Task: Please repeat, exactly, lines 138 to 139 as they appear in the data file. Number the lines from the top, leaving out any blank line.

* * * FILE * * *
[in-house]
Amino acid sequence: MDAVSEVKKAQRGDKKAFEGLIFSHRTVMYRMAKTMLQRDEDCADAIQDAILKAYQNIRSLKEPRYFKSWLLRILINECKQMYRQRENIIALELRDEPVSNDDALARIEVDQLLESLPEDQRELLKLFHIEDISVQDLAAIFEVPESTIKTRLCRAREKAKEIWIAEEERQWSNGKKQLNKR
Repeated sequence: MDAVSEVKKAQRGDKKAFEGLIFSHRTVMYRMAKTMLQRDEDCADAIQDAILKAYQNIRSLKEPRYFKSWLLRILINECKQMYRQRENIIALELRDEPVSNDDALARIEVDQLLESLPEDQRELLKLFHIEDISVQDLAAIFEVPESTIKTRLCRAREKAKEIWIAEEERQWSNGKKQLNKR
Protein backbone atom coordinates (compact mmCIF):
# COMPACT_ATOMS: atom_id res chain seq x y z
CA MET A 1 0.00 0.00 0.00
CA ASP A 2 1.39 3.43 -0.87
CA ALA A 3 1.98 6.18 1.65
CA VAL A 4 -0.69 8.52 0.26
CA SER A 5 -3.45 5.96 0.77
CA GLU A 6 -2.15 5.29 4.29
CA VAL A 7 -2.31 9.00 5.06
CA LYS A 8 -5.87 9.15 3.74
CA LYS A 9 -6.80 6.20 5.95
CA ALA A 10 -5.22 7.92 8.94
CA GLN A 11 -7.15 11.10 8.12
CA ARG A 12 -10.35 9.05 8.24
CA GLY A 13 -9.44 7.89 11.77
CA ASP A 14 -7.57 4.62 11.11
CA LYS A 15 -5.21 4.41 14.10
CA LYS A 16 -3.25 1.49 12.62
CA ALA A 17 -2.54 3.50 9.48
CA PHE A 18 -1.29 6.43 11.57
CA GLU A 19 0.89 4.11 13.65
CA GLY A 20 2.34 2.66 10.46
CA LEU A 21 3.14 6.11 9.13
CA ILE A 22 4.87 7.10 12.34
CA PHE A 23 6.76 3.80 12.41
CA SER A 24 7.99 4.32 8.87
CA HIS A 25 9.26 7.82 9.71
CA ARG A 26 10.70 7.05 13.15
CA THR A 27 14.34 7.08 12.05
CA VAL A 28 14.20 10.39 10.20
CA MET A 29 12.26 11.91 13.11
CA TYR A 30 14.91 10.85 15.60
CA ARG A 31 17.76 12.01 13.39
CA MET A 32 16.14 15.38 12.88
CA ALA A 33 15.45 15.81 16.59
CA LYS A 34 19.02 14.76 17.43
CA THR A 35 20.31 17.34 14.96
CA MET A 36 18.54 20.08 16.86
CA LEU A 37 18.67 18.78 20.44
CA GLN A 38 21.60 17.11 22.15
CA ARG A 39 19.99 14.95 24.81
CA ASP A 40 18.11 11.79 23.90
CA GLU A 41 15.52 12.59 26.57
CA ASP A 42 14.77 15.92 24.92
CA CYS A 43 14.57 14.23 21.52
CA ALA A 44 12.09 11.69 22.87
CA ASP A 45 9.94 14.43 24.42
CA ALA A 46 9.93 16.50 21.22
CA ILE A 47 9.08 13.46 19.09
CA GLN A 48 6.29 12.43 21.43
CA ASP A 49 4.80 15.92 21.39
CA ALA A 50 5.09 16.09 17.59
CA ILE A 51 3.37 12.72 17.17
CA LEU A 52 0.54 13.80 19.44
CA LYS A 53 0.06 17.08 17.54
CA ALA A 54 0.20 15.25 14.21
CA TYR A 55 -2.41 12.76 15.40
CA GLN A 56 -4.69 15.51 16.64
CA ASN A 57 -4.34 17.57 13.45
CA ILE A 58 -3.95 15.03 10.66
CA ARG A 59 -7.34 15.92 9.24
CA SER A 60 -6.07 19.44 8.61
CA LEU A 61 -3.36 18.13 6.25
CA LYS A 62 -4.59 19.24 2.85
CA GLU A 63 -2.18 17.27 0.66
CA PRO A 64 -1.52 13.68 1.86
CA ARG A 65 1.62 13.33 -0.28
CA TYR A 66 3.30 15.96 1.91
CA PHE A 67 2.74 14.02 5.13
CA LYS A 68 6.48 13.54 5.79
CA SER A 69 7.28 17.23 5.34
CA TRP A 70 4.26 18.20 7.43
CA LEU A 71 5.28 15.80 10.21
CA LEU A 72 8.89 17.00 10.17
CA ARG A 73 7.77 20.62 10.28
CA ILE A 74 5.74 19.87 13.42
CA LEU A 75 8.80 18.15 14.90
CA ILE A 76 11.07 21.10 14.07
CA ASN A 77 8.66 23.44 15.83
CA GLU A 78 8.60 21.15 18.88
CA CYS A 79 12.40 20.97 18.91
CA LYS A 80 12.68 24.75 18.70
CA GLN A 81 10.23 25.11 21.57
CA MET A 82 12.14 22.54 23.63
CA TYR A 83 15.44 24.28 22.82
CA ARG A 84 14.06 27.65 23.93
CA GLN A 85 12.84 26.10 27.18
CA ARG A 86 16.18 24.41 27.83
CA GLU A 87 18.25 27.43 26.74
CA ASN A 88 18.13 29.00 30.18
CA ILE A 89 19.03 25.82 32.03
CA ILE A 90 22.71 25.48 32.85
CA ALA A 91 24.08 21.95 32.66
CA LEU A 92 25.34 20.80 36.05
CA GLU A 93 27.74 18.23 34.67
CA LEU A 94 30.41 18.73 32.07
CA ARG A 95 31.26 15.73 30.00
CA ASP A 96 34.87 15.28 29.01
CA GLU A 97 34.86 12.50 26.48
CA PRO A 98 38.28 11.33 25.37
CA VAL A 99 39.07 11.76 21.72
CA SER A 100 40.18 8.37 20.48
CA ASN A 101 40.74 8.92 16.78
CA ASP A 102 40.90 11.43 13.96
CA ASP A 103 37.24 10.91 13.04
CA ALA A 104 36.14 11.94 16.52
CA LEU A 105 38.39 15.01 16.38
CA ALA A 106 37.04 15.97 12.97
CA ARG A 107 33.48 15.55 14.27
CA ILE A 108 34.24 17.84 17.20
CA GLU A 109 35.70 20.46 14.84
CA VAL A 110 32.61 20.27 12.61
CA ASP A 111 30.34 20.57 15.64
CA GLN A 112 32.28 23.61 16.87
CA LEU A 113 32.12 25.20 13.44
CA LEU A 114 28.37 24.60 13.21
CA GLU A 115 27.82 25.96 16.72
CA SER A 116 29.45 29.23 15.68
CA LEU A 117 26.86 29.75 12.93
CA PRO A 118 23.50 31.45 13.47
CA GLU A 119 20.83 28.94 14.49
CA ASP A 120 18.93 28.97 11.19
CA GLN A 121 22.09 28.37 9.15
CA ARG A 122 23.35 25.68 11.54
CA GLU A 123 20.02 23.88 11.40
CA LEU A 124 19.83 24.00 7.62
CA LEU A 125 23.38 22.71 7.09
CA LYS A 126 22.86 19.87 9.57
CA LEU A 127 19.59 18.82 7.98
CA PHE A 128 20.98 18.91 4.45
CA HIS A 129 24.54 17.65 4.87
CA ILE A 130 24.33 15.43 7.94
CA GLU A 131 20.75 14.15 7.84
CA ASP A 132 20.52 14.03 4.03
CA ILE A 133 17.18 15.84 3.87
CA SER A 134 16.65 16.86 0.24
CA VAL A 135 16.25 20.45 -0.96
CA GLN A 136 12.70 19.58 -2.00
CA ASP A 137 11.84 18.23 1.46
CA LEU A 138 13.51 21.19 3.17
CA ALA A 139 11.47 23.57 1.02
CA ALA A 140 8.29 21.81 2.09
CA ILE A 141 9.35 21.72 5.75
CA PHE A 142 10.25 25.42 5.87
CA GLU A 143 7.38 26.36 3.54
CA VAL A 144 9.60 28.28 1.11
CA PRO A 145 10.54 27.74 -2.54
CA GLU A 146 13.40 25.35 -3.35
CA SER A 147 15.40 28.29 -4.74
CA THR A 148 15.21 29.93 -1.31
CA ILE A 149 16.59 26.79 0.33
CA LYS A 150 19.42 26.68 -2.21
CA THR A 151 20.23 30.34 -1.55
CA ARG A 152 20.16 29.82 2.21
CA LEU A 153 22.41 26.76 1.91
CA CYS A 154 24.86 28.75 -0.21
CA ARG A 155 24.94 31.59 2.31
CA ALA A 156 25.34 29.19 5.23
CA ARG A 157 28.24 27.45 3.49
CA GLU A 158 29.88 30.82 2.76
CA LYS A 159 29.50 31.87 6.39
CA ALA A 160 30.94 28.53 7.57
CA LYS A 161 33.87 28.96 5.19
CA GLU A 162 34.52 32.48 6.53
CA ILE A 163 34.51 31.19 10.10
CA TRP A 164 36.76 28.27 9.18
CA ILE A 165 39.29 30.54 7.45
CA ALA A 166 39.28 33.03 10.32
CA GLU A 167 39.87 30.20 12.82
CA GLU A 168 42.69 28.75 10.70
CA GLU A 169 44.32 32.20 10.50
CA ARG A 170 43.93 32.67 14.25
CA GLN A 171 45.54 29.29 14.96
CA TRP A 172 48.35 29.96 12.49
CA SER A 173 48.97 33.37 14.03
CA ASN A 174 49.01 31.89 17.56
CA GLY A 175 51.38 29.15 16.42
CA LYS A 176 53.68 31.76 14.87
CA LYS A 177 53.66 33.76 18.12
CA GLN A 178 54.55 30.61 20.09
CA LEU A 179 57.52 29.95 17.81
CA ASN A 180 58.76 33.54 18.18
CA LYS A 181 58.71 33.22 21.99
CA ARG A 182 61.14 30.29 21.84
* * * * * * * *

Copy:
CA ILE A 133 17.18 15.84 3.87
CA SER A 134 16.65 16.86 0.24